Given the timelines under both the First Nations Election Regulations and the Indian Band Election Regulations, Chief and Council who postpone or cancel their elections should begin preparing for the newly scheduled election shortly after the decision to cancel or postpone is made. Presumably, these timelines may be impacted by the decision to merely postpone the election as a new Meeting will not be required and new mail-in voting packages will not have to be sent, if they were previously sent in accordance with the First Nations Election Regulations or Indian Band Election Regulations.
Interestingly, the Regulations purport to apply to Chief and Council elections carried out pursuant to customary election codes. The Regulations provide that “[t]he council of a First Nation whose chief and councillors are chosen according to the custom of the First Nation may extend the term of office of the chief and councillors if it is necessary to prevent, mitigate or control the spread of diseases on its reserve, even if the custom does not provide for such a situation.” This provision draws attention to the very problem that is inherent within the Indian Act generally: all authority is delegated from the Federal Government to a First Nation. Even where a First Nation has a customary election with foundations in Indigenous law, the presumption is that a federal regulation would prevail in the event of a conflict. Where a clear conflict exists between a customary election code based on Indigenous law and this federal provision, the courts will be required to address the conflict that is at the heart of First Nation and Crown relations.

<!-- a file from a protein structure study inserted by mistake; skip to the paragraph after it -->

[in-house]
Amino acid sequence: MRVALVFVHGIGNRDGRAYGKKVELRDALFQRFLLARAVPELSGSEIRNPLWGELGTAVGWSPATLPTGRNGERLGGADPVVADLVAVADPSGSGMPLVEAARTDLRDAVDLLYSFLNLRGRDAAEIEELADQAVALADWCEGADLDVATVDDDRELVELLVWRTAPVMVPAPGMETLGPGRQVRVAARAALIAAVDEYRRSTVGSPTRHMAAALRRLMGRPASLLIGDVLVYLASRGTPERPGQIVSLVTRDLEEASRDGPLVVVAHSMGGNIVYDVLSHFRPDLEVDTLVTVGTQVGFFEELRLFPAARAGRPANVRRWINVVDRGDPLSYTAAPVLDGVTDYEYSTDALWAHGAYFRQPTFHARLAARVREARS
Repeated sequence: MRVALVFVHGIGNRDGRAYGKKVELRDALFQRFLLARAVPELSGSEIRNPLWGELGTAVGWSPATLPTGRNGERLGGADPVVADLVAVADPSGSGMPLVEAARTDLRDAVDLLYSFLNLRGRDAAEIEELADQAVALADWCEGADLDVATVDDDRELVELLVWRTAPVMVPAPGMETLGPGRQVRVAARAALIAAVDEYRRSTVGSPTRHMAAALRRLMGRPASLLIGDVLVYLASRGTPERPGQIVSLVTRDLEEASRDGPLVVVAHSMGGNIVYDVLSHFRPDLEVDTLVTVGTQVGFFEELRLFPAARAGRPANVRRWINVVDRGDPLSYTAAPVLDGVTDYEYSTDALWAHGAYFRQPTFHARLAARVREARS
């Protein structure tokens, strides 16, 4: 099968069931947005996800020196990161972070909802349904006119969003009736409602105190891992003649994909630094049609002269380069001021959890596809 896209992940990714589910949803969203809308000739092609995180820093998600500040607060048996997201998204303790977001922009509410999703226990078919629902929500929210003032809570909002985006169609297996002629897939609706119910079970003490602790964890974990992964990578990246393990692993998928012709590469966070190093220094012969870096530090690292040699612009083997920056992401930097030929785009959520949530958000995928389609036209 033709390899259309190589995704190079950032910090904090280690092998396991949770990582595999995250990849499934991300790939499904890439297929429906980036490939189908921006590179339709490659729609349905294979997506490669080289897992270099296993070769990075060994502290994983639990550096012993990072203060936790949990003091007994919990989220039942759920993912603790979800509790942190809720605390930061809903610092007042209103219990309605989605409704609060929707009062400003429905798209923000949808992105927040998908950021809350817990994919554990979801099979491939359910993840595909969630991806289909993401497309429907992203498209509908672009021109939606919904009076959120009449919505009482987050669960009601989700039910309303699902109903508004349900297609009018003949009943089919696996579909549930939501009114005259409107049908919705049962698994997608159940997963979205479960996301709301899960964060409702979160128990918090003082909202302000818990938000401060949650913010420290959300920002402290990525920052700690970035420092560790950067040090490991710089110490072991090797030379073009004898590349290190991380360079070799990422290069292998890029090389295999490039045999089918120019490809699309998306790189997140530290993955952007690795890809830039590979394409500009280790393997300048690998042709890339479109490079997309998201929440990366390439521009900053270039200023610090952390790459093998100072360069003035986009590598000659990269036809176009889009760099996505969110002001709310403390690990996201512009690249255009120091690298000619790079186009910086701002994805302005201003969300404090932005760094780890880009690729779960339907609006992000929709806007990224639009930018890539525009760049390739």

Dusting off the Indian Act to create new federal regulations to deal with elections issues during the pandemic is required at this time but it also highlights the antiquated nature of this federal legislation. The Indian Act relies on delegated authority and this version of law is increasingly difficult to sustain in the context where Indigenous laws and inherent rights to self-government are recognized and protected under section 35 of the Constitution Act, 1982. Politicians and courts have been reluctant to deal with conflicts between Indigenous law and federal law, but side-stepping this issue is becoming increasingly difficult. History has shown that times of uncertainty can be a catalyst for progressive transformation. Throughout this pandemic, First Nation government across Canada continue to protect, govern and meet the needs of their citizens, Elders, Knowledge Keepers and those who are most vulnerable. This is not done because of the Indian Act, it is done in spite of it. Perhaps this pandemic will be the catalyst to finally move beyond the Indian Act.
Note: This article is of a general nature only and is not exhaustive of all possible legal rights or remedies. In addition, laws may change over time and should be interpreted only in the context of particular circumstances such that these materials are not intended to be relied upon or taken as legal advice or opinion. Readers should consult a legal professional for specific advice in any particular situation.